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Hygiene measures to prevent RHD / VHS and myxomatosis in rabbits

Hygiene measures for the prevention of infection with RHD/VHD or Myxomatosis virus in rabbits

Wild rabbits in the Netherlands are currently facing significant challenges. Whereas in the past, Myxomatosis and the classical VHS1 virus were major contributors to a high mortality rate among rabbits, a new variant has emerged in recent years, posing an increasing risk to rabbit health. This virus (VHS2) led to a nationwide rabbit mortality in 2015. To date, these viruses continue to be a significant threat to both wild and domesticated rabbits. Preventing infection in your rabbit is crucial to protect its health and prevent further spread.

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Viral Hemorrhagic Syndrome

The Viral Hemorrhagic Syndrome (VHS), also known as VHD (Viral Haemorrhagic Disease) and RHD (Rabbit Haemorrhagic Disease), is a rabbit disease caused by a calicivirus. It is an extremely contagious disease with a rapid and severe progression. After infection with the virus, it spreads quickly throughout the body, and the rabbit becomes ill within 24 to 48 hours of infection.

The VHS virus has two variants, the classical VHS1 virus and a mutation called VHS type 2. The two variants have similar symptoms. An infected rabbit may exhibit (acute) respiratory distress and fever. Internal and external bleeding can also occur. In the case of VHS2, rabbits that survive the acute phase may develop a more chronic illness characterized by weight loss, overall malaise, and jaundice.

However, this is often not the case, and the rabbit may die without showing prior symptoms. Additionally, a more chronic illness may be observed with VHS2, where the rabbit can be generally unwell for an extended period. Unlike VHS1, where the mortality rate is around 80%, the mortality rate for VHS2 is often lower (5-70%). The progression of VHS2 is slower than that of VHS1. Rabbits may sometimes only die 3 to 5 days after infection instead of 1 to 2 days, as seen with VHS1. There is no cure for the VHS virus.


Myxomatosis is a severe, often deadly disease in rabbits caused by a virus related to the poxviruses. A rabbit affected by myxomatosis develops swellings around the eyes, mouth, and anus. Bumps then appear on the ears, around the mouth, and on the back—referred to as myxomas. Subsequently, the rabbit develops pneumonia and will ultimately almost always succumb to the disease. In the form transmitted through direct contact, there are hardly any skin swellings; however, red, swollen eyes and respiratory problems often arise. Similar to the VHS virus, there is no treatment for myxomatosis.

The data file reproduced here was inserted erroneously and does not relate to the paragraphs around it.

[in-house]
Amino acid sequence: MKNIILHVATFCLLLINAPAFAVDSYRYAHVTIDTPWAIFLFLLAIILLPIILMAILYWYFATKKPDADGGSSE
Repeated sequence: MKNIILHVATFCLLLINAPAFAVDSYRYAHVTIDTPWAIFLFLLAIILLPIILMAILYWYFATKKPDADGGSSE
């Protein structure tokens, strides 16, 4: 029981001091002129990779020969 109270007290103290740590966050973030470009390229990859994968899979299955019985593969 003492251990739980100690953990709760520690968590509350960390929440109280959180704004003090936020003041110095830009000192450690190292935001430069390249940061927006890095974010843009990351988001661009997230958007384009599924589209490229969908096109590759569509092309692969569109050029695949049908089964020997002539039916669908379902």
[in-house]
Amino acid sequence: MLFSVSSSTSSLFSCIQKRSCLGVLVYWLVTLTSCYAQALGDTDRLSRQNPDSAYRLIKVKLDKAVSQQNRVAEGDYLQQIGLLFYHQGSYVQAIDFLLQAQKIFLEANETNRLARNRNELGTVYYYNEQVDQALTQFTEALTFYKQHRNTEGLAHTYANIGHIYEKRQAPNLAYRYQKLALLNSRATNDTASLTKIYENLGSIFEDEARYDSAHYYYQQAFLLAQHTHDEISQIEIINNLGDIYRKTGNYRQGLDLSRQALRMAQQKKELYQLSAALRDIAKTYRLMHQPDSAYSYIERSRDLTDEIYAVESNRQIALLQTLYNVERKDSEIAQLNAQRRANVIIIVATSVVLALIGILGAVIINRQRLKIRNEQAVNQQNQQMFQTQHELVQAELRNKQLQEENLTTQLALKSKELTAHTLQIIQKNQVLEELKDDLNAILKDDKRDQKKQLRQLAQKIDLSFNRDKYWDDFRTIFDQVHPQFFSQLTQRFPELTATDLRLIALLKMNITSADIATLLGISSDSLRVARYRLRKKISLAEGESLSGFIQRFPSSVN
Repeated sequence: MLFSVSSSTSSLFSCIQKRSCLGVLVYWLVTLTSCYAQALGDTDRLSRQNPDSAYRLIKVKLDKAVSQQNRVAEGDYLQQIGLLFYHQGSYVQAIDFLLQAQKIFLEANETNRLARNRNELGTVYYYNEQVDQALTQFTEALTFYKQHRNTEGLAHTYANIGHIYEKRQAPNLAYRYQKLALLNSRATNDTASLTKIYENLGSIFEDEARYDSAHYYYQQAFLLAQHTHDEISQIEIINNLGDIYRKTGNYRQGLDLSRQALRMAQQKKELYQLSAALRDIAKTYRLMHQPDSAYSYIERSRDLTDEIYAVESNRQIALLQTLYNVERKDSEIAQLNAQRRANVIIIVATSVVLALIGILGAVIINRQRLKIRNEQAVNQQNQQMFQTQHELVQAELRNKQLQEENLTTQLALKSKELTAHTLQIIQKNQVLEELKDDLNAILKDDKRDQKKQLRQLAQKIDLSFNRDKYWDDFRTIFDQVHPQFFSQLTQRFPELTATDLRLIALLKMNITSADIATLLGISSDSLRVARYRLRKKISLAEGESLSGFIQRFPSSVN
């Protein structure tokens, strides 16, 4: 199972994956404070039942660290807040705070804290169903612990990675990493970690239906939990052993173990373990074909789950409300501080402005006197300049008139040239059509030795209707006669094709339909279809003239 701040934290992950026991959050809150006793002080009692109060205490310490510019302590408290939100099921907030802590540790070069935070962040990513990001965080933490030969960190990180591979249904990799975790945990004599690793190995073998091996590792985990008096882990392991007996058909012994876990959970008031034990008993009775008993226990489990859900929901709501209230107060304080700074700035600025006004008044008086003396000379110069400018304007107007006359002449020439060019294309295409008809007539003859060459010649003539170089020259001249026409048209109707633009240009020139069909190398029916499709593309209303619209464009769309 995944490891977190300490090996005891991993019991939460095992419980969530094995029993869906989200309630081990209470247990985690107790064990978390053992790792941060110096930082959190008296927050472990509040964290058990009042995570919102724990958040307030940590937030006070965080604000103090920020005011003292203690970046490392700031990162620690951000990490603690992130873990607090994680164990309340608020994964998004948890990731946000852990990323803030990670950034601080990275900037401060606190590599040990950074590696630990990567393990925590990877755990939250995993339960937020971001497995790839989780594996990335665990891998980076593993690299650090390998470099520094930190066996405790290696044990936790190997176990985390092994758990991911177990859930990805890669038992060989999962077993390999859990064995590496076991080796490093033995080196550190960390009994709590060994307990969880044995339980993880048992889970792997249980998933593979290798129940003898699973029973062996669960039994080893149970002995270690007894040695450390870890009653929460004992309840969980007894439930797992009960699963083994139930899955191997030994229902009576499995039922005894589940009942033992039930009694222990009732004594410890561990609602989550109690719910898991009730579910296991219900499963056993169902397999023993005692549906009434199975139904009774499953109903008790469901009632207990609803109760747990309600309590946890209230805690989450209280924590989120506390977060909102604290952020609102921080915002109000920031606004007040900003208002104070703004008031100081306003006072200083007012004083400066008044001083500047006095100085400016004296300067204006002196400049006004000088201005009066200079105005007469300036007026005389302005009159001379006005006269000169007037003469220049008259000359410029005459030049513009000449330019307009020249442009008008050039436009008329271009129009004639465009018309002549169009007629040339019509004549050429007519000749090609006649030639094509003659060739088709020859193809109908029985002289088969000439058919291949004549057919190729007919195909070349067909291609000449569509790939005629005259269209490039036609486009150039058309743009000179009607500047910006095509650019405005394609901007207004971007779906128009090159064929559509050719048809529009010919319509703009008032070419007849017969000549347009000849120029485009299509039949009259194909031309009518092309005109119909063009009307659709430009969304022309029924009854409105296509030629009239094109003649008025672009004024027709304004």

Spread The mode of spread for both the VHS virus, the VHS2 virus, and Myxomatosis is almost identical. These viruses spread through direct and indirect contact between rabbits. In cases of indirect contact, think of contact with urine, feces, saliva, water, clothing, and hands that have come into contact with infected animals. Food can also be a source of infection. Does the rabbit eat freshly picked plants? If so, be cautious and ensure that you pick them in areas inaccessible to wild rabbits. Additionally, insects such as mosquitoes and fleas can transmit the virus from one rabbit to another.


Because the survival chances of a rabbit with the VHS or Myxomatosis virus are very low, preventing infection with these viruses is crucial. By taking the following three measures, the likelihood of infection is minimized:

  1. Vaccination

Vaccination is the primary measure to take in preventing VHS 1+2/Myxomatosis. Vaccination provides good protection and lasts for one year. Since 2012, there is a new vaccine that protects against both VHS type 1 and myxomatosis with a single vaccination. There is also a vaccine for VHS type 2. For more information about vaccinating your rabbit, contact your veterinarian.

  1. Avoiding contact with VHS/Myxomatosis risk areas

Prevent contact with wild rabbits. Ensure that wild rabbits cannot enter the enclosure. Infection can also occur through indirect contact, such as feeding freshly picked grass where potentially infected wild rabbits have been. Additionally, it is crucial to avoid letting the rabbit come into contact with footwear that has walked over a potentially contaminated area.

  1. Hygiene

Thoroughly clean the environment where your rabbit lives. Rinse all surfaces/materials thoroughly with water. It is also important to add a cleaning agent. Clearzym® is an enzymatic cleaning agent that cuts organic dirt such as fats and proteins into minuscule particles, making it easy to rinse away. It has the additional advantage of being highly effective in cold water, unlike other enzymatic cleaning agents.

In addition to proper cleaning, disinfection is crucial. Disinfecting your rabbit's hutch with Virkon™S provides additional protection against both the VHS and Myxomatosis viruses. Virkon™S distinguishes itself from other disinfectants by being highly effective against viruses. At a 1% concentration, Virkon™S has proven effective against the Caliciviridae virus strain, which includes both VHS type 1 and VHS type 2. Virkon™S is also effective against Poxviridae, to which Myxomatosis belongs.

Keeping potential sources of infection out, along with vaccination, proper cleaning, and disinfection significantly reduces the risk of infection with the VHS or Myxomatosis virus. For more information about the function and application of Clearzym and Virkon™S, please contact us.